Familiar former Missouri Valley foe Wichita State also went the proven coach route, hiring Paul Mills away from Oral Roberts. Mills had just completed a perfect regular season and earned his second NCAA berth with the Golden Eagles.

 

Mills’ first season coaching Wichita State was far from perfect. After finishing sixth in 2022-23 behind a 17-15, 9-9 record, the Shockers went 15-19, 5-13 in conference, and slipped to eleventh in the AAC. Seven new players were a part of the team.

 

A season similar to Wichita State’s 2023-24 season would be a great starting point for a new SIU coach; while the conference record could be better, an almost-winning record while starting from scratch roster wise would be far better than many alternatives.

 

A team can also be completely static, with virtually no improvement or drop off with a coaching change. The Wofford Bulldogs, home to former Saluki Kyler Filliwich, hired Dwight Perry to replace Jay McAuley, who resigned after an in-season leave of absence.

 

Perry had been an assistant under McAuley for three seasons and was the interim head coach to finish the 2022-23 season, so there wasn’t much roster turnover. Perry took the team from 17-16, 8-10 in conference, to 17-15, 10-8 in conference. The team finished fifth in the Southern Conference during both seasons.

 

Two other teams with first-year head coaches who grabbed headlines during the NCAA tournament include McNeese State and Utah State.

 

Will Wade, who was embroiled in controversy for much of his time at LSU, is at the head of McNeese. While he did take 12 new players from 11-24 to 30-4 and an NCAA tournament berth, the Cowboys also played teams like the College of Biblical Studies and Mississippi University for Women. While their entire season shouldn’t be discounted, McNeese also plays in one of the worst conferences in the country by NET rating, the Southland.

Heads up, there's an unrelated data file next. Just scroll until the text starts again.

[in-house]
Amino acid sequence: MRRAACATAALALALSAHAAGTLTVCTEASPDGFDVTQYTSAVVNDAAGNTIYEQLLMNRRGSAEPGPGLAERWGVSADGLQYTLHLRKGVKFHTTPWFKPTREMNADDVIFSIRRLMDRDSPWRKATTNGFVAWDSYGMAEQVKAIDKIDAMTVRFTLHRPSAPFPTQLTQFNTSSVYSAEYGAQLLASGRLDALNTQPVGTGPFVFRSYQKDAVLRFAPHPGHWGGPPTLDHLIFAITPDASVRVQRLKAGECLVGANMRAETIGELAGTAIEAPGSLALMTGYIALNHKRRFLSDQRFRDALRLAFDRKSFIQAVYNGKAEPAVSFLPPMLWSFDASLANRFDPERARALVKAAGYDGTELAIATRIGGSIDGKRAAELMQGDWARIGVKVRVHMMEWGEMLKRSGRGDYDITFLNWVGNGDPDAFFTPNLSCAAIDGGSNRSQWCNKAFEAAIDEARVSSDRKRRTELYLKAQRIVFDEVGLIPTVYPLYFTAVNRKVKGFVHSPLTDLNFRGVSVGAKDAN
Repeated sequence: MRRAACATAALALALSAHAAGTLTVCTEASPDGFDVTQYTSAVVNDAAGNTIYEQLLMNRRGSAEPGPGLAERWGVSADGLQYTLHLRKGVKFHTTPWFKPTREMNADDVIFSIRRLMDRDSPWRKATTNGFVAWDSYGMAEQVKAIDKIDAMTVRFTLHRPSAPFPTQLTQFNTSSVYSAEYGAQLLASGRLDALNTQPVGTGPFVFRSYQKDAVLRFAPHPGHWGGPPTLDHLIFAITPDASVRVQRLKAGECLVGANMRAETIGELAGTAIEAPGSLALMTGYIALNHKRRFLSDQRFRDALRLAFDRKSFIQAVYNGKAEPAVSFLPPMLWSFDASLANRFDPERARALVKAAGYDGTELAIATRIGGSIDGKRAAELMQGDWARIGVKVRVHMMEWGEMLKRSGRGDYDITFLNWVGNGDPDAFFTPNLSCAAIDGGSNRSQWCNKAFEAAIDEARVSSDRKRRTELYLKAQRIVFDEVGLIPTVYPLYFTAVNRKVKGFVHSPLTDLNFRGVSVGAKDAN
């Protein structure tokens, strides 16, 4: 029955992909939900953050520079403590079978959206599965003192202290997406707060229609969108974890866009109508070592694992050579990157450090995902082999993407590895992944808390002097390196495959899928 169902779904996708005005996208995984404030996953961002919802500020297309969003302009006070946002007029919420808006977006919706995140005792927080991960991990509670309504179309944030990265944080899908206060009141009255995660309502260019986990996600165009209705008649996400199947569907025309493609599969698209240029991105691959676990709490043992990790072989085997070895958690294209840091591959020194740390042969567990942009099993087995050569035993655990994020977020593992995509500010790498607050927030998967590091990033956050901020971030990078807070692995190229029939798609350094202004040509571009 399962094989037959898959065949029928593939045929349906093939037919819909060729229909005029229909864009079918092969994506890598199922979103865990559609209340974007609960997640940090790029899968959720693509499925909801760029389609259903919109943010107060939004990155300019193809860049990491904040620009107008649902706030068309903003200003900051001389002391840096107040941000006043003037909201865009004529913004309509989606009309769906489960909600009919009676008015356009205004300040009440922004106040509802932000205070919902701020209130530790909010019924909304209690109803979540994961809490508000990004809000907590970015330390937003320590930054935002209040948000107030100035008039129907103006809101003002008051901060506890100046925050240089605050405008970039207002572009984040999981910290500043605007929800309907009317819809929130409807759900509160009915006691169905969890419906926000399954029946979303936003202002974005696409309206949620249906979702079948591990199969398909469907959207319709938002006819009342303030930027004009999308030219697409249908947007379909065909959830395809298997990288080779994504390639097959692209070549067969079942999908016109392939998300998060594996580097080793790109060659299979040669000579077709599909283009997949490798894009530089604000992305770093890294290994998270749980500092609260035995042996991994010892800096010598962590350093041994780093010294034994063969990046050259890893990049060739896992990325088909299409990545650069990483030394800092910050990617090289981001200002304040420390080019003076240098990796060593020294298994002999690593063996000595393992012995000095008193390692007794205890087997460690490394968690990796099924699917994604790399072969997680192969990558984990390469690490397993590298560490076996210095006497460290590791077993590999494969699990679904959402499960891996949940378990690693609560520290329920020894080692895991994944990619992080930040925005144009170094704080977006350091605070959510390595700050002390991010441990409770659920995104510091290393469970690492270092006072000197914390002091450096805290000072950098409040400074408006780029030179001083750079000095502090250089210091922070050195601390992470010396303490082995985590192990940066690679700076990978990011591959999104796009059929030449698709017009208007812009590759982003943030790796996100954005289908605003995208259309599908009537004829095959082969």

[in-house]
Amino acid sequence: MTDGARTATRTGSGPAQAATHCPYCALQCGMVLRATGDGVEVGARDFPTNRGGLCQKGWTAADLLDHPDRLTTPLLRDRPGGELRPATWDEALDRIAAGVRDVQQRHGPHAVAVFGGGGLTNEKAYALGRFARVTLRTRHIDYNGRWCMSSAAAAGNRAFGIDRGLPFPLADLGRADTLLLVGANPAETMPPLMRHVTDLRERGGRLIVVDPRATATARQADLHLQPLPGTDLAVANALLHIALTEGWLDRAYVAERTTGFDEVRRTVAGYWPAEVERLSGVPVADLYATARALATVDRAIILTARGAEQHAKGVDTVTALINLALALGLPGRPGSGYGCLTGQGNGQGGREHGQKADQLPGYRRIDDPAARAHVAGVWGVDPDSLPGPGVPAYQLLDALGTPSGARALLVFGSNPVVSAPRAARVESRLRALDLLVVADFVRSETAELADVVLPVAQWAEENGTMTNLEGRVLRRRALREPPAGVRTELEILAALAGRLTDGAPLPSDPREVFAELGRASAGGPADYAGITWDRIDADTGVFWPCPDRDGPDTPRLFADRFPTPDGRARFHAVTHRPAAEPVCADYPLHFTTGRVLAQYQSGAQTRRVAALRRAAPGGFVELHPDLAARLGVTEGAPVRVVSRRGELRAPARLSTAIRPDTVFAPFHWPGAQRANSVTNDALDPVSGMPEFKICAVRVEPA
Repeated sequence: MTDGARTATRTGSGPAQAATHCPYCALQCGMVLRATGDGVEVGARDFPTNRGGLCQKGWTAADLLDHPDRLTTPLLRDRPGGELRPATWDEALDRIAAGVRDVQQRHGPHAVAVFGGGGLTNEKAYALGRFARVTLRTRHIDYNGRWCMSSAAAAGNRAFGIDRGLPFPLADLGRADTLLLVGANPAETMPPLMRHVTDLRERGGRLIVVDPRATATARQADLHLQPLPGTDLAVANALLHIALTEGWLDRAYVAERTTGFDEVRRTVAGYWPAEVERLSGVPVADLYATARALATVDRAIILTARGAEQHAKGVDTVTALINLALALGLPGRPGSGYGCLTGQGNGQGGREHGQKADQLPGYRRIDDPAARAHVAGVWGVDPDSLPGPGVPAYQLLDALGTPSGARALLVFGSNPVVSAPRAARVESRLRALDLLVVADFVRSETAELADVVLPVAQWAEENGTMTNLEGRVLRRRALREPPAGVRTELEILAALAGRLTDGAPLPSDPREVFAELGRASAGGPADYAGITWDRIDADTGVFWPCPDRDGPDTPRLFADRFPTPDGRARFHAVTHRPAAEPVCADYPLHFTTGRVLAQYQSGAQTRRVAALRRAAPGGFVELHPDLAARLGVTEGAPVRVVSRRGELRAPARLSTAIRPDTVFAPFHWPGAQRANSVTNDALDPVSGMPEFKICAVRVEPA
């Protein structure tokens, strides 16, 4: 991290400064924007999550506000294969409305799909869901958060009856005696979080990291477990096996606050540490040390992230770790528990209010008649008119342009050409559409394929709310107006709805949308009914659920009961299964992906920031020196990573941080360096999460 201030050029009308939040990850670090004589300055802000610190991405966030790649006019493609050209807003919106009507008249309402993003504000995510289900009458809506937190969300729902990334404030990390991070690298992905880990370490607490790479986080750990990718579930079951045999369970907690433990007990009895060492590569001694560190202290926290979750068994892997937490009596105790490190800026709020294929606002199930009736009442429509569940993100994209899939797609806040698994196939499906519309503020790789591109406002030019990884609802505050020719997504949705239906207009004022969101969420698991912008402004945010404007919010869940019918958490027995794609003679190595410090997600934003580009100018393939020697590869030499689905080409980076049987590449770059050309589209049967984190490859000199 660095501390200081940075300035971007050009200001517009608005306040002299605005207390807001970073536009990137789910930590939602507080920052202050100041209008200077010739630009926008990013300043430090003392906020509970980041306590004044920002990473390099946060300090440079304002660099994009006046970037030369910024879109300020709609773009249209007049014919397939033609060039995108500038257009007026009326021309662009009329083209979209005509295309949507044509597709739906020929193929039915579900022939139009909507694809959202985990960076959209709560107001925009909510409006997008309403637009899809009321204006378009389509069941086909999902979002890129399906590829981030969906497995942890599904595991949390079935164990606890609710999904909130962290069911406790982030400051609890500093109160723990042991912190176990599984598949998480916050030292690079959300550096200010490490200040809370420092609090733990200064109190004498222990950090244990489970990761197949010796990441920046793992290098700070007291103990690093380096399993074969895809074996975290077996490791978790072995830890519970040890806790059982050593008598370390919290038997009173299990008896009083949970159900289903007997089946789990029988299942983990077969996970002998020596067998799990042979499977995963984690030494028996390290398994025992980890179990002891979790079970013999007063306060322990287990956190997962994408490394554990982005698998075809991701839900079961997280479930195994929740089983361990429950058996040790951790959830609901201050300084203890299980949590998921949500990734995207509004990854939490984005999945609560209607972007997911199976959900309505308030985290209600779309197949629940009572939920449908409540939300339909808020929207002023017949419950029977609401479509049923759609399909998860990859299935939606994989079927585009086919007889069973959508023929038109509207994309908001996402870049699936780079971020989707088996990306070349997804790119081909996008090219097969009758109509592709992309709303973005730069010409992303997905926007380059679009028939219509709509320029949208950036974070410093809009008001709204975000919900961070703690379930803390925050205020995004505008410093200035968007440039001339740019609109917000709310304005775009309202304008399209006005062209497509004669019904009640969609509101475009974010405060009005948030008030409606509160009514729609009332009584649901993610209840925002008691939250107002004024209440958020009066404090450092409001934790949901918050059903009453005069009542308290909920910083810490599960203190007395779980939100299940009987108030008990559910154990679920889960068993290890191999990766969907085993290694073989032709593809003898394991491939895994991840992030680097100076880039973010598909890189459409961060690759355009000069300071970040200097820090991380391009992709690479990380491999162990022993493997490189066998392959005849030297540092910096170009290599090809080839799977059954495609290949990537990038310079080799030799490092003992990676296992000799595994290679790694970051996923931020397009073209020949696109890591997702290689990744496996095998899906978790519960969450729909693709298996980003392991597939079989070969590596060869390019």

Utah State also made the NCAA tournament behind the leadership of Danny Sprinkle, who was already hired by Washington to be their next head coach. Sprinkle took a good Mountain West program and improved it, moving from 26-9, 13-5, second in the conference, to 28-7, 14-4, first in the conference. Utah State’s consistency should also be applauded, as they rostered 13 new players during the 2023-24 season. 

 

While it’s unlikely that a new coach will bring an entirely new SIU team back to the promised land after just one season, there is at least a national precedent for it. 

 

Scott Nagy, who was hired March 28 to be the fifteenth head coach in Saluki basketball history, has a strong history of leading programs in his first season. In his inaugural season at Wright State, Nagy went 20-12, and 11-7 in conference play. Nagy’s home performance was also outstanding; the Raiders went 12-4 in front of their home crowd. Nagy also had nine new players during this season.

 

It’s an exciting time for SIU basketball; while uncertainty may run rampant, very few are going to say that they aren’t eager to see who is hired and how the next season in the Banterra Center will play out.

 

Sports reporter Ryan Grieser can be reached at [email protected]. To stay up to date on all your southern Illinois news, be sure to follow The Daily Egyptian on Facebook and on X @dailyegypti